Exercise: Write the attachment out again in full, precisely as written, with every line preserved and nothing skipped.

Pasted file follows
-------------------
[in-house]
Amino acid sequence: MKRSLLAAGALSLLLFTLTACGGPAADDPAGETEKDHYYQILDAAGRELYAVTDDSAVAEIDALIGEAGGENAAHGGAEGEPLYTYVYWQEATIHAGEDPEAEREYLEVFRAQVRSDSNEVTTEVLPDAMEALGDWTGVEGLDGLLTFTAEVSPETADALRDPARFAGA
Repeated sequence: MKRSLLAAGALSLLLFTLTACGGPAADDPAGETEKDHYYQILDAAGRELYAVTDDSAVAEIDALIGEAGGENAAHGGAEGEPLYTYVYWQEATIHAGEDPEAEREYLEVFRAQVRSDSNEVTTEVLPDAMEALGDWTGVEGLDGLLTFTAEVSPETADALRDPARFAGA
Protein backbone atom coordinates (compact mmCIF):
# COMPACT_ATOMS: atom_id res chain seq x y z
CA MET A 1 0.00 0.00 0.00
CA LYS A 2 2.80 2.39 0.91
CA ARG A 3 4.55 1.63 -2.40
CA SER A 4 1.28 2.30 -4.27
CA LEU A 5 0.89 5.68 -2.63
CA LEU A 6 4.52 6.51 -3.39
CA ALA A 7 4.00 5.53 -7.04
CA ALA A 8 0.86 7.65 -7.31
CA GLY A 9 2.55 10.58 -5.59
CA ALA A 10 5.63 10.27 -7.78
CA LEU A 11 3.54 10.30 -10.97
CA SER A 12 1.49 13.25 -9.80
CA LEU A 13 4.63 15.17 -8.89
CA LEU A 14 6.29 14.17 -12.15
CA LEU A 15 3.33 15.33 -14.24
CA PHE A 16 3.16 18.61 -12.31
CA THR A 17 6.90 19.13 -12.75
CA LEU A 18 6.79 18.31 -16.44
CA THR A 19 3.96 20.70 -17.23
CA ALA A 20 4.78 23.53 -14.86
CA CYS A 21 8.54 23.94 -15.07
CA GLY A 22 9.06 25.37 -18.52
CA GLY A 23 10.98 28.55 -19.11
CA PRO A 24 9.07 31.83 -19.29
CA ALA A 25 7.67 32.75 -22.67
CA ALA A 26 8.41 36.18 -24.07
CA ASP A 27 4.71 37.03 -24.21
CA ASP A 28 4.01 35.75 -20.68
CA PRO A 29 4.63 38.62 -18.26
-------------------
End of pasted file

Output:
[in-house]
Amino acid sequence: MKRSLLAAGALSLLLFTLTACGGPAADDPAGETEKDHYYQILDAAGRELYAVTDDSAVAEIDALIGEAGGENAAHGGAEGEPLYTYVYWQEATIHAGEDPEAEREYLEVFRAQVRSDSNEVTTEVLPDAMEALGDWTGVEGLDGLLTFTAEVSPETADALRDPARFAGA
Repeated sequence: MKRSLLAAGALSLLLFTLTACGGPAADDPAGETEKDHYYQILDAAGRELYAVTDDSAVAEIDALIGEAGGENAAHGGAEGEPLYTYVYWQEATIHAGEDPEAEREYLEVFRAQVRSDSNEVTTEVLPDAMEALGDWTGVEGLDGLLTFTAEVSPETADALRDPARFAGA
Protein backbone atom coordinates (compact mmCIF):
# COMPACT_ATOMS: atom_id res chain seq x y z
CA MET A 1 0.00 0.00 0.00
CA LYS A 2 2.80 2.39 0.91
CA ARG A 3 4.55 1.63 -2.40
CA SER A 4 1.28 2.30 -4.27
CA LEU A 5 0.89 5.68 -2.63
CA LEU A 6 4.52 6.51 -3.39
CA ALA A 7 4.00 5.53 -7.04
CA ALA A 8 0.86 7.65 -7.31
CA GLY A 9 2.55 10.58 -5.59
CA ALA A 10 5.63 10.27 -7.78
CA LEU A 11 3.54 10.30 -10.97
CA SER A 12 1.49 13.25 -9.80
CA LEU A 13 4.63 15.17 -8.89
CA LEU A 14 6.29 14.17 -12.15
CA LEU A 15 3.33 15.33 -14.24
CA PHE A 16 3.16 18.61 -12.31
CA THR A 17 6.90 19.13 -12.75
CA LEU A 18 6.79 18.31 -16.44
CA THR A 19 3.96 20.70 -17.23
CA ALA A 20 4.78 23.53 -14.86
CA CYS A 21 8.54 23.94 -15.07
CA GLY A 22 9.06 25.37 -18.52
CA GLY A 23 10.98 28.55 -19.11
CA PRO A 24 9.07 31.83 -19.29
CA ALA A 25 7.67 32.75 -22.67
CA ALA A 26 8.41 36.18 -24.07
CA ASP A 27 4.71 37.03 -24.21
CA ASP A 28 4.01 35.75 -20.68
CA PRO A 29 4.63 38.62 -18.26